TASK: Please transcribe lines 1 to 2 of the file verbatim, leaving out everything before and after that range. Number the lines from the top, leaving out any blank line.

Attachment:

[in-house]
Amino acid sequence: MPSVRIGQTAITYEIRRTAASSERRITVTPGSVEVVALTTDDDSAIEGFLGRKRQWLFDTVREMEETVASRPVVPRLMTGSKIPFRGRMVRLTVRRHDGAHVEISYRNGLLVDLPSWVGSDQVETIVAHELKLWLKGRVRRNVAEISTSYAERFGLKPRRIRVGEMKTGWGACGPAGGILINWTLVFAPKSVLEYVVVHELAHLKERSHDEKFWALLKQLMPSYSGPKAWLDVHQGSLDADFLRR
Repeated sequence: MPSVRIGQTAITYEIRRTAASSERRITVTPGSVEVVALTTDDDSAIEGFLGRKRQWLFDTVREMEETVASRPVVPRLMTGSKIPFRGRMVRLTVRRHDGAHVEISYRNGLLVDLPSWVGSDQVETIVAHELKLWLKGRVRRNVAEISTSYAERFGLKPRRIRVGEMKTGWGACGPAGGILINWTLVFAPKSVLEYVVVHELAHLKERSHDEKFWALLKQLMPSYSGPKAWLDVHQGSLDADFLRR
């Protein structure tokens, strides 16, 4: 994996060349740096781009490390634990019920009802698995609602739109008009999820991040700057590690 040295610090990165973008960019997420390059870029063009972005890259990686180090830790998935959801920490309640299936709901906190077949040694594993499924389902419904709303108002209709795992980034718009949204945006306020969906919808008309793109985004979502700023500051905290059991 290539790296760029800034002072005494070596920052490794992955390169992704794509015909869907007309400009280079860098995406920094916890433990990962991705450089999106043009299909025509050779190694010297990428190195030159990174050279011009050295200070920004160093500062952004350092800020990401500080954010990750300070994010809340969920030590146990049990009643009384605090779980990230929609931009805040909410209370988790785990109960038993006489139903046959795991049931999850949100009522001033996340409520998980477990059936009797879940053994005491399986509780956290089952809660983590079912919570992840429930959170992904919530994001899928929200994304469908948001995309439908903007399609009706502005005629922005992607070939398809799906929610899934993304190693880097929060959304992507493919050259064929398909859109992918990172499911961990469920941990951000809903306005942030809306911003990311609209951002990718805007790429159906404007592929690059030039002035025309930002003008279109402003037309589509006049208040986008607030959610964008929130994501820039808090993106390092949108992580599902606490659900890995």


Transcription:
[in-house]
Amino acid sequence: MPSVRIGQTAITYEIRRTAASSERRITVTPGSVEVVALTTDDDSAIEGFLGRKRQWLFDTVREMEETVASRPVVPRLMTGSKIPFRGRMVRLTVRRHDGAHVEISYRNGLLVDLPSWVGSDQVETIVAHELKLWLKGRVRRNVAEISTSYAERFGLKPRRIRVGEMKTGWGACGPAGGILINWTLVFAPKSVLEYVVVHELAHLKERSHDEKFWALLKQLMPSYSGPKAWLDVHQGSLDADFLRR